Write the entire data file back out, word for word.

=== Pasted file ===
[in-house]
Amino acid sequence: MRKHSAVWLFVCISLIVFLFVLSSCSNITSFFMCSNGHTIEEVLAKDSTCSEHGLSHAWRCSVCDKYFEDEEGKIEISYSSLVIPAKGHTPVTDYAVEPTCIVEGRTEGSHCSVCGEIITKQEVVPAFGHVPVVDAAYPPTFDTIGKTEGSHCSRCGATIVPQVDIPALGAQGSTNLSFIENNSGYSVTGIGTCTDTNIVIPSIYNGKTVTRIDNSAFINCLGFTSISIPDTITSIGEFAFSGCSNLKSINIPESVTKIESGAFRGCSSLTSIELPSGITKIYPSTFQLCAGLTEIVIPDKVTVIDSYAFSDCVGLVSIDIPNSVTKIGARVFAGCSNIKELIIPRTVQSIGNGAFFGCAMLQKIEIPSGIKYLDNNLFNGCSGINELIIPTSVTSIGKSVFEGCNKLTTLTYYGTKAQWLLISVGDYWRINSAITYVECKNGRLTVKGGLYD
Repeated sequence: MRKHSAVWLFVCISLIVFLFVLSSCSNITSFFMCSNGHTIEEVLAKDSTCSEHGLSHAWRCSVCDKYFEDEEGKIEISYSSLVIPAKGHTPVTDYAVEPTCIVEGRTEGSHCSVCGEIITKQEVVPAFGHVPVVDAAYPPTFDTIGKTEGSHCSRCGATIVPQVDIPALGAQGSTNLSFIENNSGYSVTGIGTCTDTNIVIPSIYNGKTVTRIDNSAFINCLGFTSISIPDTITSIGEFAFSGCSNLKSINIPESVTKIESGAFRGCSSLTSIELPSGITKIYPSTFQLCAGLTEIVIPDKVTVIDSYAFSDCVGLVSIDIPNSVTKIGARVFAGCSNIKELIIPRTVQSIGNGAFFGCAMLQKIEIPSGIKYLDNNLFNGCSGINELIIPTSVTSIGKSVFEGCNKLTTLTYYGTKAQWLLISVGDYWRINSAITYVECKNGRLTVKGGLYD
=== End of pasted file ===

[in-house]
Amino acid sequence: MRKHSAVWLFVCISLIVFLFVLSSCSNITSFFMCSNGHTIEEVLAKDSTCSEHGLSHAWRCSVCDKYFEDEEGKIEISYSSLVIPAKGHTPVTDYAVEPTCIVEGRTEGSHCSVCGEIITKQEVVPAFGHVPVVDAAYPPTFDTIGKTEGSHCSRCGATIVPQVDIPALGAQGSTNLSFIENNSGYSVTGIGTCTDTNIVIPSIYNGKTVTRIDNSAFINCLGFTSISIPDTITSIGEFAFSGCSNLKSINIPESVTKIESGAFRGCSSLTSIELPSGITKIYPSTFQLCAGLTEIVIPDKVTVIDSYAFSDCVGLVSIDIPNSVTKIGARVFAGCSNIKELIIPRTVQSIGNGAFFGCAMLQKIEIPSGIKYLDNNLFNGCSGINELIIPTSVTSIGKSVFEGCNKLTTLTYYGTKAQWLLISVGDYWRINSAITYVECKNGRLTVKGGLYD
Repeated sequence: MRKHSAVWLFVCISLIVFLFVLSSCSNITSFFMCSNGHTIEEVLAKDSTCSEHGLSHAWRCSVCDKYFEDEEGKIEISYSSLVIPAKGHTPVTDYAVEPTCIVEGRTEGSHCSVCGEIITKQEVVPAFGHVPVVDAAYPPTFDTIGKTEGSHCSRCGATIVPQVDIPALGAQGSTNLSFIENNSGYSVTGIGTCTDTNIVIPSIYNGKTVTRIDNSAFINCLGFTSISIPDTITSIGEFAFSGCSNLKSINIPESVTKIESGAFRGCSSLTSIELPSGITKIYPSTFQLCAGLTEIVIPDKVTVIDSYAFSDCVGLVSIDIPNSVTKIGARVFAGCSNIKELIIPRTVQSIGNGAFFGCAMLQKIEIPSGIKYLDNNLFNGCSGINELIIPTSVTSIGKSVFEGCNKLTTLTYYGTKAQWLLISVGDYWRINSAITYVECKNGRLTVKGGLYD